Sunday, November 29, 2015

Israel suspends contact with EU on Mideast peace process issues

EU expresses "surprise" that its bad actions reap bad consequences.
(JPost) Prime Minister Benjamin Netanyahu on Sunday instructed the Foreign Ministry to reassess the involvement of European Union institutions in the diplomatic process between Israel and the Palestinians.

Until the reevaluation process is complete, the premier ordered that diplomatic contact with EU bodies and their representatives be suspended.

Netanyahu, who also serves as foreign minister, issued the directive in light of the EU's recent decision to publish legislation guidelines on labeling Israeli settlement products.

However, the Prime Minister's Office underlined in a statement that Israel maintains diplomatic ties with individual European countries such as Germany, the UK and France.

In response to Netanyahu's move, EU Ambassador in Israel Lars Faaborg Andersen expressed "surprise" over the prime minister's decision.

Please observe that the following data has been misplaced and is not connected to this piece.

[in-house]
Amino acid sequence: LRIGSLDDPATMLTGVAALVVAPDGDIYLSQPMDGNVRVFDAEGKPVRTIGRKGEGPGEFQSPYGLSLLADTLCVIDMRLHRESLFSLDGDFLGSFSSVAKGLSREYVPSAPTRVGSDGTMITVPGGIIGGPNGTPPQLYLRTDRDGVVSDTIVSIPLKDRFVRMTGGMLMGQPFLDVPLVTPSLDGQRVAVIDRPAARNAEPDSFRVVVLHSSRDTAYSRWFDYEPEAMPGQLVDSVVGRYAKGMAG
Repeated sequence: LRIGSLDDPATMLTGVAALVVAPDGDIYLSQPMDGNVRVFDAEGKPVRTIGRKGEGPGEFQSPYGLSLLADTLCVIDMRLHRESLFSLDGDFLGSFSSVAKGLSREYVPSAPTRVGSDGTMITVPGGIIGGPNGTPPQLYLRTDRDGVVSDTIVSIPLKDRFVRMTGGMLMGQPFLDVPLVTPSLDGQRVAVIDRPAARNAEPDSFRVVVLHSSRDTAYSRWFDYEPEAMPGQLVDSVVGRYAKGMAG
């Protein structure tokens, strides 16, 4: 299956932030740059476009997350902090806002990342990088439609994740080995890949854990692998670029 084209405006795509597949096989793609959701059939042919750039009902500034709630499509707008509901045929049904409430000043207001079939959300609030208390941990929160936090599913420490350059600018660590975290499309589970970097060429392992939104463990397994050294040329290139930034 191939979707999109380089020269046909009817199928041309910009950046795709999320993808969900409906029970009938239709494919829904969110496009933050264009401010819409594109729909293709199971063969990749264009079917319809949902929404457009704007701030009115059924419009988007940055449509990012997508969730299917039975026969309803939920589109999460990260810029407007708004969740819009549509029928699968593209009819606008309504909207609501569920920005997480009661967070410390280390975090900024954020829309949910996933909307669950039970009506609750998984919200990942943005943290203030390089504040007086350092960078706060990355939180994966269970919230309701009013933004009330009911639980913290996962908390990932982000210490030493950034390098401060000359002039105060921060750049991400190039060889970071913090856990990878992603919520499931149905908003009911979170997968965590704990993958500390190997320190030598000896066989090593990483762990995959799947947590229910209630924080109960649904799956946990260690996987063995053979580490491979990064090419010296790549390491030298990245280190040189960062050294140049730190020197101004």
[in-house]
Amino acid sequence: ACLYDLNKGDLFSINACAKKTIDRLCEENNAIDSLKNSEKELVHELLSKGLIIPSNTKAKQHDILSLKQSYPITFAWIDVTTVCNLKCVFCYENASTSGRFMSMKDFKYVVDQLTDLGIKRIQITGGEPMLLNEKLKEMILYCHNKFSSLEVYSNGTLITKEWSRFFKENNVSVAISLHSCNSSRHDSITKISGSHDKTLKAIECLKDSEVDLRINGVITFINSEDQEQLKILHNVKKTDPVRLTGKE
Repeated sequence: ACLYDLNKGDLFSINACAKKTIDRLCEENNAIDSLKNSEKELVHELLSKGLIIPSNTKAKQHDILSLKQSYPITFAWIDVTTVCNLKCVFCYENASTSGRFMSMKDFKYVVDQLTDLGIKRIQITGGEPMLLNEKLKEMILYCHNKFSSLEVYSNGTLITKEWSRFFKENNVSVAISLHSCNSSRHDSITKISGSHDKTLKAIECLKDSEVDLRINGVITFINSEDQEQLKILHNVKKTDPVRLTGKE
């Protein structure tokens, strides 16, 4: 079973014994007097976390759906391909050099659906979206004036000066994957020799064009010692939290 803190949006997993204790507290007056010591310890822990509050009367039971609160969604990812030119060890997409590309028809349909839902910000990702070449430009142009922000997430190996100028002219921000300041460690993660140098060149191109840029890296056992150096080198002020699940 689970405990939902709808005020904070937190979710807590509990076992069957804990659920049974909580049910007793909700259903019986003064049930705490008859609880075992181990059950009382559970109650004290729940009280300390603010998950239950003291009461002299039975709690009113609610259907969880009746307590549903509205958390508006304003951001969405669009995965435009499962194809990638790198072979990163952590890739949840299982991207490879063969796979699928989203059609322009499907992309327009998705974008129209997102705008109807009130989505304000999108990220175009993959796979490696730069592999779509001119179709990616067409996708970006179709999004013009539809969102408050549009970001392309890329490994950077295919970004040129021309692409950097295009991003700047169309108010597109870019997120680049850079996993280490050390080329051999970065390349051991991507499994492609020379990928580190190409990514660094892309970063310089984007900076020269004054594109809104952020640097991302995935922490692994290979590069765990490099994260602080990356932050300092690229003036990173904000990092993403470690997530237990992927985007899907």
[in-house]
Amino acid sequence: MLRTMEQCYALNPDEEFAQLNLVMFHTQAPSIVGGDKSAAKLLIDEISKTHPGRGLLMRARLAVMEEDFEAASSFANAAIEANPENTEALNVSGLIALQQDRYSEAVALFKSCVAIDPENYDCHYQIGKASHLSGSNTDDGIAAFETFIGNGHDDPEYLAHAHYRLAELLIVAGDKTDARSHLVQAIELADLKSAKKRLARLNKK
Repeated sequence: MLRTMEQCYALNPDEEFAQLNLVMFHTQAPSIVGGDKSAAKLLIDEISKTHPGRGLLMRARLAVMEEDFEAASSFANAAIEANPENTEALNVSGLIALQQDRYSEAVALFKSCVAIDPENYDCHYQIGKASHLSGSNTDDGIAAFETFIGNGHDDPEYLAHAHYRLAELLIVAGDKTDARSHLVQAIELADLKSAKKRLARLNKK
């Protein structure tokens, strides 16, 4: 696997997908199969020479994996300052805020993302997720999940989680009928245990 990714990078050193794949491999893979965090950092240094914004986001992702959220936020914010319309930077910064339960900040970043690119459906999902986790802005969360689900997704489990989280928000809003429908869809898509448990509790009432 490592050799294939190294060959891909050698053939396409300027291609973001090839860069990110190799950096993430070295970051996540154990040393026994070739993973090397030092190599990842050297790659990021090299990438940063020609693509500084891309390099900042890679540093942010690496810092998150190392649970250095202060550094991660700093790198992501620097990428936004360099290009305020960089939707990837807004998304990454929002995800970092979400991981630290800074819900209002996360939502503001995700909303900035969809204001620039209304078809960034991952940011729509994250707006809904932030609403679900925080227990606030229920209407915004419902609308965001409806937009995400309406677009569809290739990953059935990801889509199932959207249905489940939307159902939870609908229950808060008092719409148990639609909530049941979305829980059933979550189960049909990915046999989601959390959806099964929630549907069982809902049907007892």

Progressives have a tough time understanding that actions have consequences.

"We found out about it from the media and we are trying to clarify what it means," he said.

Earlier in November, Jerusalem decided to suspend diplomatic dialogue with the EU for a few weeks to strongly protest Brussel’s decision to issue the guidelines that allow member states to place consumer labels “Not made in Israel” on products produced over the Green Line.

The EU has consistently downplayed the impact of the guidelines as a technical matter. A EU commission spokesman said they would simply “ensure the uniform application of the rules concerning the indication of origin of Israeli settlement products. The aim is to ensure effective implementation of existing EU legislation.”

Since 2003, the EU has placed a numerical code on Israeli imports to allow customs to distinguish between products made within the Green Line and those that are produced beyond it.

Products produced in east Jerusalem, the Golan Heights and the West Bank are excluded from the Israel Free Trade agreement with the EU.

The guidelines extend that process one step further, providing member states legal instructions as to the placement of consumer labels on relevant products to inform European consumers that they are not made in Israel.